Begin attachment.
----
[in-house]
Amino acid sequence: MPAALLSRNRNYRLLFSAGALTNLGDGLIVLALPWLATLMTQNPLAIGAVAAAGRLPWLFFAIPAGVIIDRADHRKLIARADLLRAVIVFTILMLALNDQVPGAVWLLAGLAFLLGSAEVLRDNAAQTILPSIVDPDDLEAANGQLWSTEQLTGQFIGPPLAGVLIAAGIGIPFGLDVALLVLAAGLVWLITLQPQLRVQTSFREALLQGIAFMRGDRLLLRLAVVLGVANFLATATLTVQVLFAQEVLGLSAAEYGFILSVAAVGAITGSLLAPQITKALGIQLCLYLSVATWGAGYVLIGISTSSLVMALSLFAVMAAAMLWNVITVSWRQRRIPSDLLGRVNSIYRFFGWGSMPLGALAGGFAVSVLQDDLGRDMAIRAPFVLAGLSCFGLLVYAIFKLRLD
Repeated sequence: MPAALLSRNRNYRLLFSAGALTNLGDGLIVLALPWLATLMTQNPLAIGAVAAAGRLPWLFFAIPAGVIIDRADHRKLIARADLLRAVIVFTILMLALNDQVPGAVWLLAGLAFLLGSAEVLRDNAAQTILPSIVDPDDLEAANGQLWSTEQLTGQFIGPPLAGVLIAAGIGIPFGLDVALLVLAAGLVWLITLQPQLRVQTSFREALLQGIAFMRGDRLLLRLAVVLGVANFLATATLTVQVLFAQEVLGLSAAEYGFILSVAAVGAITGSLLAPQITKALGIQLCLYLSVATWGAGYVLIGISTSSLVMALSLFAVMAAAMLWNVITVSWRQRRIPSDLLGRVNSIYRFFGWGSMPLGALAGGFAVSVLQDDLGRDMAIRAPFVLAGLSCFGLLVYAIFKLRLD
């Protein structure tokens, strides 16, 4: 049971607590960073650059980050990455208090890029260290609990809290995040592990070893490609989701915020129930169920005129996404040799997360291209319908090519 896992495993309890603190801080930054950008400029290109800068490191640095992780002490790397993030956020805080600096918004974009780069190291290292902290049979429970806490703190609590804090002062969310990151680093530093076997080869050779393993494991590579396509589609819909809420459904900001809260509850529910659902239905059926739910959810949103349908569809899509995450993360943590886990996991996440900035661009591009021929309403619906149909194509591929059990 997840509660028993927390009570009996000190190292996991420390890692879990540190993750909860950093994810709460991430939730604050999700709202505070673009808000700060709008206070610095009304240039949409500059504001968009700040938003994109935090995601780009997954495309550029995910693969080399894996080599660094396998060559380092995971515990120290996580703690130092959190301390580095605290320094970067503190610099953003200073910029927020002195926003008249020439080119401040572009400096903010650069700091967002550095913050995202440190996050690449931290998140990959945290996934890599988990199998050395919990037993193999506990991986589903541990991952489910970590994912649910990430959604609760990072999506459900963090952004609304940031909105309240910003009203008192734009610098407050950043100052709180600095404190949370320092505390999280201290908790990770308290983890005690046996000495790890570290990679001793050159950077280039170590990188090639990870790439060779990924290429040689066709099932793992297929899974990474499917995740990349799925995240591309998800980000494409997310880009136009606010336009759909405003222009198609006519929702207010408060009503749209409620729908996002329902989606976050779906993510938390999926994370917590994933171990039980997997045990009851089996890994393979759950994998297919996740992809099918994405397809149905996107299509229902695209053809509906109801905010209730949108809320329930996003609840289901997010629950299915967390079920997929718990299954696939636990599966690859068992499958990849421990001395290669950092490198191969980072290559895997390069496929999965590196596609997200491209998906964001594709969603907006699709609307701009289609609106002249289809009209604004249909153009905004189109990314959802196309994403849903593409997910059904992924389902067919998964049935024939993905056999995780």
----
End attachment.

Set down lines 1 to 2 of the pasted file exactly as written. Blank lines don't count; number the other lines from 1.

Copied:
[in-house]
Amino acid sequence: MPAALLSRNRNYRLLFSAGALTNLGDGLIVLALPWLATLMTQNPLAIGAVAAAGRLPWLFFAIPAGVIIDRADHRKLIARADLLRAVIVFTILMLALNDQVPGAVWLLAGLAFLLGSAEVLRDNAAQTILPSIVDPDDLEAANGQLWSTEQLTGQFIGPPLAGVLIAAGIGIPFGLDVALLVLAAGLVWLITLQPQLRVQTSFREALLQGIAFMRGDRLLLRLAVVLGVANFLATATLTVQVLFAQEVLGLSAAEYGFILSVAAVGAITGSLLAPQITKALGIQLCLYLSVATWGAGYVLIGISTSSLVMALSLFAVMAAAMLWNVITVSWRQRRIPSDLLGRVNSIYRFFGWGSMPLGALAGGFAVSVLQDDLGRDMAIRAPFVLAGLSCFGLLVYAIFKLRLD